Making a gift to the University of South Australia in your Will is a meaningful way to give to the community through the education of future professionals and leaders. It also provides a way to make a significant gift that you may not find possible during your lifetime.
A Bequest Clause in your Will to the University of South Australia could include:
There are many unique bequest opportunities at the University. Your gift could fund a scholarship for a disadvantaged student, or an important research project that may make a real difference to the lives of others.
When you make a bequest to the University, you will be invited to join the University's Chancellor's Club which offers exclusive benefits and allows us to show our appreciation in a meaningful way.
We recommend that you seek independent legal advice when writing your will, though we are happy to provide assistance regarding the wording of your bequest to UniSA.
Where your gift is designated for specific purposes, the University makes every effort to respect your wishes. If the original purpose becomes inappropriate, a provision in your Will permitting the University to redirect the funds, in keeping as far as possible with the spirit and general intent of the bequest, can be most useful.
“I give to the University of South Australia (the sum of $......., or .......% of my estate) to be used in such manner as the University determines or approves and I declare that the receipt of an authorised officer of the University shall be sufficient discharge to my Trustee, who shall not be bound to see the application of the gift.”
“I give to the University of South Australia (the sum of $....... or .......% of my estate) and I express the wish, without creating a trust, that this gift be used for (state your preferred use for the gift), and I declare that the receipt of an authorised officer of the University shall be sufficient discharge to my Trustee, who shall not be bound to see the application of the gift.”
The University of South Australia gratefully acknowledges all bequestors - their enduring support will live on well into the future, celebrating their lives, and providing real opportunity for talented students and researchers.
The following people represent a sample of those who have supported the University of South Australia through a gift in their Will:
Dr David Klingberg, an alumnus of the South Australian Institute of Technology and prominent engineer and businessman, was the Chancellor of the University of South Australia from 1998 to 2008.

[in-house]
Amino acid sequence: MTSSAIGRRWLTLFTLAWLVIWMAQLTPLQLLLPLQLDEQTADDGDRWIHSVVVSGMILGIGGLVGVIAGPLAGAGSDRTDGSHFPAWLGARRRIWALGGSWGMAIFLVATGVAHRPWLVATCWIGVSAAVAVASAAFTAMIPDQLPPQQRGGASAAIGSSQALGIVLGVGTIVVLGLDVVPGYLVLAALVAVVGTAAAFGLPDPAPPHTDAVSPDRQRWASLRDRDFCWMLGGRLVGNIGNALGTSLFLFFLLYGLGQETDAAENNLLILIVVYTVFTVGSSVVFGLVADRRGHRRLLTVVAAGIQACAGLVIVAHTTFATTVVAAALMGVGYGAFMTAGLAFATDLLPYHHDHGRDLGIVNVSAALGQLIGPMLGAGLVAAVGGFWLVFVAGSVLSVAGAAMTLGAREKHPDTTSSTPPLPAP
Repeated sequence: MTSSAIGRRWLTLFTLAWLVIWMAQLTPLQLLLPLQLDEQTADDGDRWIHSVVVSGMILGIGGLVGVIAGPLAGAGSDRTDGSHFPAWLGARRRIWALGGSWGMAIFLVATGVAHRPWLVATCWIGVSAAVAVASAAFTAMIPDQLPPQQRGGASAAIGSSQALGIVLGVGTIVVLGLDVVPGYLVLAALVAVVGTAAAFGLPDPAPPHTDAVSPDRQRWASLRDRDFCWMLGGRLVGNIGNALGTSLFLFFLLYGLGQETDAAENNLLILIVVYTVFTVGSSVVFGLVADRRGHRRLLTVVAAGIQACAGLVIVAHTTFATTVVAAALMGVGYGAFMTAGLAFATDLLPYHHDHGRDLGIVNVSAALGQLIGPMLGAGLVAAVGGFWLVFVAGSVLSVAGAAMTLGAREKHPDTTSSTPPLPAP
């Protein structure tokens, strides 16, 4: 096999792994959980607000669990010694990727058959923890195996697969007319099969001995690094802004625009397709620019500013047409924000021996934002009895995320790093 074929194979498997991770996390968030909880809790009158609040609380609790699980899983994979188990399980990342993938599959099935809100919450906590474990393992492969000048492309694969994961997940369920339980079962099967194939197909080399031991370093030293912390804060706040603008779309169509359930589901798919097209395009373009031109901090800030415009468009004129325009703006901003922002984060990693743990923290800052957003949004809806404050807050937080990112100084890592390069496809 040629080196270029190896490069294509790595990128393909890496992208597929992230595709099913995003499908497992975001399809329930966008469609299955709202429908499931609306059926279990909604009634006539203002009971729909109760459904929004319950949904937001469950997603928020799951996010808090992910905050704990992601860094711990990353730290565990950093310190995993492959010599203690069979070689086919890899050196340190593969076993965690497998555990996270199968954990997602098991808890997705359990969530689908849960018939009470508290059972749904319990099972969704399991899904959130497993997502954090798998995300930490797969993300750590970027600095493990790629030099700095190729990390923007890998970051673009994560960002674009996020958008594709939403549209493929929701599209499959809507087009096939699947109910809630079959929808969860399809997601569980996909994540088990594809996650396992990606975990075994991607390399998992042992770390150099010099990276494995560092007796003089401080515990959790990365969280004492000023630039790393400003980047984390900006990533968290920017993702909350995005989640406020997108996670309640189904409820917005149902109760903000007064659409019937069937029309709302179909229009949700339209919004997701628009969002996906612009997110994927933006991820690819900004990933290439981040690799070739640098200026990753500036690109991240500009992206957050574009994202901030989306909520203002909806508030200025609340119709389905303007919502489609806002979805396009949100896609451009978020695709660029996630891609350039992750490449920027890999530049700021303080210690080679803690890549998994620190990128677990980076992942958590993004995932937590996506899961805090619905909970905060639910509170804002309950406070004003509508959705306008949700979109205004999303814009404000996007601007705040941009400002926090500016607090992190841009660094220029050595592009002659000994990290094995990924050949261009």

Throughout his tenure as Chancellor, David made many significant contributions to the University and his achievements were recognised in 2009 when David was made an Honorary Doctor of the University of South Australia.
David is now a professional company director, but maintains close links with the University and continues to support the University through philanthropy.
"I have experienced a most rewarding 40 year career as a professional engineer following my graduation from one of UniSA's predecessor institutions. The quality of the program and the staff prepared me extremely well. It was also my privilege to serve as Chancellor from 1998 to 2008 and it was equally rewarding to be involved in the exceptional progression of the University to where it has become one of Australia's leading institutions. The provision of a bequest for a long term scholarship is my family's way of assisting future generations and thanking the University."
As a former teaching professional and someone who has benefited from tertiary study, leaving a gift to a university was an obvious choice for Jennifer.
"I decided to make a bequest to higher education to make a difference. I am very grateful for the education I received. Higher education opened up my world and I will always remember the pride on my mother's face when I graduated with a Masters Degree."
Jennifer's legacy to the University of South Australia will support three causes dear to her:
Jennifer encourages others with an interest in higher education to consider leaving a legacy in their Will.
"Making a gift to the University of South Australia in your Will is a meaningful way to give back to the community through support for research and the education of future professionals and leaders."
Dr Norton Jackson was a passionate advocate for higher education and a long-time supporter of the University of South Australia. In 2010, he helped establish the Norton Jackson Material Science and Engineering Medal, awarded annually to the PhD graduate or graduand from UniSA's Ian Wark Research Institute who demonstrates the most potential or real application of research in industry.